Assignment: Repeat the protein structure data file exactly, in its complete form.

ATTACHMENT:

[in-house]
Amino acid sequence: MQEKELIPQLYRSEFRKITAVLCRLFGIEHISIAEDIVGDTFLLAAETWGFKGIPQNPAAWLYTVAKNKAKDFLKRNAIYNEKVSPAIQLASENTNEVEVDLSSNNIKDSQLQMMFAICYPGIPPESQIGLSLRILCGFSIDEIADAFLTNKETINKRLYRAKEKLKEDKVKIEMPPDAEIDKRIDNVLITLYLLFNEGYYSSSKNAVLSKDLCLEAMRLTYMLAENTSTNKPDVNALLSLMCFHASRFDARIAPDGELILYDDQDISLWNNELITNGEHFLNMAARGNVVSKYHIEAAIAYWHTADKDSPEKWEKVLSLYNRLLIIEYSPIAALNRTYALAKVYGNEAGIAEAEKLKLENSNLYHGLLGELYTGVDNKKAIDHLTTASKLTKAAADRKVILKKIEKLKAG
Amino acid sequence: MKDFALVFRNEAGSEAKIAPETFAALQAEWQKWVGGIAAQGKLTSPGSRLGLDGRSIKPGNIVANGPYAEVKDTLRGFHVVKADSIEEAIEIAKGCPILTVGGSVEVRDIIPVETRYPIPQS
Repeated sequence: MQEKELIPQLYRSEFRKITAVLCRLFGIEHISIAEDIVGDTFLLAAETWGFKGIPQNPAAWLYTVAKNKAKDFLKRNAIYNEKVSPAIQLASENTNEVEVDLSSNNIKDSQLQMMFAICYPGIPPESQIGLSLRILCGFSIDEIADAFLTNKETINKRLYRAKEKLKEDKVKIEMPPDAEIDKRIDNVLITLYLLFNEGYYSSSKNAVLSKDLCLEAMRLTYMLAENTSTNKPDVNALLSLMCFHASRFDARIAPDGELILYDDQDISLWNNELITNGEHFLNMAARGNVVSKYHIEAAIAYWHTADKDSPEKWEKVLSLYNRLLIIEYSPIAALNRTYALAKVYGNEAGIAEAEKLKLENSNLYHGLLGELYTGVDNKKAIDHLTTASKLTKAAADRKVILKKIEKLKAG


[in-house]
Amino acid sequence: MQEKELIPQLYRSEFRKITAVLCRLFGIEHISIAEDIVGDTFLLAAETWGFKGIPQNPAAWLYTVAKNKAKDFLKRNAIYNEKVSPAIQLASENTNEVEVDLSSNNIKDSQLQMMFAICYPGIPPESQIGLSLRILCGFSIDEIADAFLTNKETINKRLYRAKEKLKEDKVKIEMPPDAEIDKRIDNVLITLYLLFNEGYYSSSKNAVLSKDLCLEAMRLTYMLAENTSTNKPDVNALLSLMCFHASRFDARIAPDGELILYDDQDISLWNNELITNGEHFLNMAARGNVVSKYHIEAAIAYWHTADKDSPEKWEKVLSLYNRLLIIEYSPIAALNRTYALAKVYGNEAGIAEAEKLKLENSNLYHGLLGELYTGVDNKKAIDHLTTASKLTKAAADRKVILKKIEKLKAG
Amino acid sequence: MKDFALVFRNEAGSEAKIAPETFAALQAEWQKWVGGIAAQGKLTSPGSRLGLDGRSIKPGNIVANGPYAEVKDTLRGFHVVKADSIEEAIEIAKGCPILTVGGSVEVRDIIPVETRYPIPQS
Repeated sequence: MQEKELIPQLYRSEFRKITAVLCRLFGIEHISIAEDIVGDTFLLAAETWGFKGIPQNPAAWLYTVAKNKAKDFLKRNAIYNEKVSPAIQLASENTNEVEVDLSSNNIKDSQLQMMFAICYPGIPPESQIGLSLRILCGFSIDEIADAFLTNKETINKRLYRAKEKLKEDKVKIEMPPDAEIDKRIDNVLITLYLLFNEGYYSSSKNAVLSKDLCLEAMRLTYMLAENTSTNKPDVNALLSLMCFHASRFDARIAPDGELILYDDQDISLWNNELITNGEHFLNMAARGNVVSKYHIEAAIAYWHTADKDSPEKWEKVLSLYNRLLIIEYSPIAALNRTYALAKVYGNEAGIAEAEKLKLENSNLYHGLLGELYTGVDNKKAIDHLTTASKLTKAAADRKVILKKIEKLKAG